Editorial — Mental health matters more than midterm exams


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Call 1-855-384-1800 to talk with licensed mental health professionals outside normal NMU Counseling Center hours. This new service for students is free, and open on weekends.

If the potential for several inches of snowfall did not excite you enough this week, how does midterm exams coupled with the cold weather sound?

Jokes aside, we have reached the halfway point of the fall semester here at NMU, which means that many students have or will soon be taking the dreaded midterm exams. Considering that students have not been given a mid-semester break, which most universities afford their students, and will not see any form of relief until Thanksgiving break, we implore you to prioritize your mental health during this examination period. 

According to Jim Haveman’s campus mental health assessment of NMU, the number of people experiencing mental health problems, like anxiety, depression and loneliness, has been on the rise since the start of the COVID-19 pandemic. 

While anxiety is certain to accompany any form of test taking, with the nerves sometimes proving themselves to be beneficial to the process, there are several ways to manage your stress levels and prevent yourself from spiraling out of control.

To start, ensure that you have set aside enough time to study. While the specific length of study time varies by person, it is important to outline your day so you can stay on track. This could be done through a planner, leaving sticky notes for yourself or even setting a timer on your phone. Subtle reminders to get things done will allow you to succeed. 

The worst thing you could do is try to cram all of your studying in during the few hours before exam time. This will not only cause you more stress but is proven to be an inefficient method of academic retention. 

To avoid cramming, employ a study method that rewards progress. Tell yourself that you will read for 20-30 minutes, then take a 10-minute social media break. Once you have finished studying for a certain class, relax by visiting with friends or going out to lunch. It is important to acknowledge and celebrate small victories throughout the studying process. 

Also, try to separate your home life from your school life. You can do this by studying at local coffee shops or in one of the many halls on campus — which each have its own nooks and crannies that make for great study spots. Our living spaces should be reserved for relaxation.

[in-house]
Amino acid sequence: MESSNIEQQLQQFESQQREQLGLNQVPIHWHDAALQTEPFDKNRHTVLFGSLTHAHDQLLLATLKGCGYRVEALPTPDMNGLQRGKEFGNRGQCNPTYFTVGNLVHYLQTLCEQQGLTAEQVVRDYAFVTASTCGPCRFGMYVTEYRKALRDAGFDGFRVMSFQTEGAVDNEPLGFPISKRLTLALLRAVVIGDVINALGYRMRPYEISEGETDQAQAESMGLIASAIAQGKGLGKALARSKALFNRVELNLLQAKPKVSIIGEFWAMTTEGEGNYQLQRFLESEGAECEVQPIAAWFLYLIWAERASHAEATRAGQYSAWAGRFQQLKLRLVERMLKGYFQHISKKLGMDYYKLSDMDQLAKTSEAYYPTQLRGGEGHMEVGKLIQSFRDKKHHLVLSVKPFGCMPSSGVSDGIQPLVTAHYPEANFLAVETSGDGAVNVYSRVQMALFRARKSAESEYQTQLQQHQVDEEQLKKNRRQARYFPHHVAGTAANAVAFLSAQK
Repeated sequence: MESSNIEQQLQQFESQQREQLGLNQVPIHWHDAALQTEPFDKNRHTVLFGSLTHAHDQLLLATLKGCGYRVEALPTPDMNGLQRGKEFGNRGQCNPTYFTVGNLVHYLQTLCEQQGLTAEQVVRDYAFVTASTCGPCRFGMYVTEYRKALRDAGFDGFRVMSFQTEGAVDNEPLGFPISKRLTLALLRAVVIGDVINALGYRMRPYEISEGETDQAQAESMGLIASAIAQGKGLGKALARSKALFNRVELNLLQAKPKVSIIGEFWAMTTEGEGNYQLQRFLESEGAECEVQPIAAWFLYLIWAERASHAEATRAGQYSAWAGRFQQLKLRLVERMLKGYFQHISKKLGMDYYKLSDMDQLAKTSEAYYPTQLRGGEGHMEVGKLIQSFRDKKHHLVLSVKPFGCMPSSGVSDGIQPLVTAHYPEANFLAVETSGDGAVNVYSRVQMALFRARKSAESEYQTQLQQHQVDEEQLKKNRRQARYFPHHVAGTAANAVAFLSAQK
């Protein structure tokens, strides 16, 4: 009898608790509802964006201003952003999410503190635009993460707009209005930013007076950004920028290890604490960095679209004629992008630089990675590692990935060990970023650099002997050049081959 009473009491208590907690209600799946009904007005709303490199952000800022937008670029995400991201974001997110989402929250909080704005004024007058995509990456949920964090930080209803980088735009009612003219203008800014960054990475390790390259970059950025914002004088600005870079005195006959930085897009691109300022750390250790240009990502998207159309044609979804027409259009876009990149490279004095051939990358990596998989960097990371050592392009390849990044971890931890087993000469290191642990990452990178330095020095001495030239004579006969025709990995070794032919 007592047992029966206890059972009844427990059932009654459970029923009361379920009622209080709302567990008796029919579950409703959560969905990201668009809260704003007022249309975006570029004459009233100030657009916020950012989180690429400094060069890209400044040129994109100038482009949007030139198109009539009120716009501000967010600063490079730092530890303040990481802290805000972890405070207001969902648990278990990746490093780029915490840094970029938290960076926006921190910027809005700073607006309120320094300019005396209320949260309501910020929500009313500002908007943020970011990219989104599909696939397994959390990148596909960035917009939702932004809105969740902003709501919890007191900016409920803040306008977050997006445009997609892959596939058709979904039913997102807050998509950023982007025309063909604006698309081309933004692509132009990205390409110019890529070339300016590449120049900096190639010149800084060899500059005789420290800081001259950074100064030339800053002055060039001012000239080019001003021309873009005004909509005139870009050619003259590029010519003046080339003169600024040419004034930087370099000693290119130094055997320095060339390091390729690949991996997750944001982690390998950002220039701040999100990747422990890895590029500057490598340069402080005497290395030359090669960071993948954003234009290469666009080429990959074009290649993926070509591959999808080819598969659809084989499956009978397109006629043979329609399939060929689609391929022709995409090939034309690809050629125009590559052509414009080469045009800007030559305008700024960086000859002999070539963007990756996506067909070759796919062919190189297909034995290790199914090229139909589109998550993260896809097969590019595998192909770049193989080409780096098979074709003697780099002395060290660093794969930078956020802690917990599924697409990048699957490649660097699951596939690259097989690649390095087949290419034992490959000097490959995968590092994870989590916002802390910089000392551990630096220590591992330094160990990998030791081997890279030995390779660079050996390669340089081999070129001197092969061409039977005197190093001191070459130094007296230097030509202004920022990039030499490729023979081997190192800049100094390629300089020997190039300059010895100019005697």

Outside of studying tactics, ensure that you have a strong support system in place before tackling midterms. Whether it be reaching out to friends, family or even professors with concerns regarding exams, knowing that you have someone in your corner can provide you with comfort and stability during this stressful time. 

Just as important as your mental health, be sure to take care of your physical self as well. Staying up until 3 a.m. studying is not going to benefit you the next day, especially if you are running on several cups of coffee and have little sleep. 

The CDC recommends seven or more hours of sleep every night for people our age. By getting enough sleep, you are ensuring that your body is well-rested and able to maintain healthy brain activity. Also, eat at least two meals a day. Your body needs that energy to crush your midterm exams. 

Lastly, going outside is a great way to help yourself unwind. Breathing in the fresh air can act as a reset for some, so take a short walk to re-center your thoughts and increase blood flow. You are doing yourself no good by retiring to your desk and staring at readings, notes and study guides all day. 

We all need to touch grass — or snow — every once in a while.

Editor’s Note: The North Wind is committed to offering a free and open public forum of ideas, publishing a wide range of viewpoints to accurately represent the NMU student body. This is an editorial, written by the North Wind Editorial Board in its entirety. It reflects the majority views of the individuals who make up the editorial staff of the North WindIt is the policy of the Editorial Board not to endorse candidates for any political office, in order to avoid aligning this public forum with particular political organizations.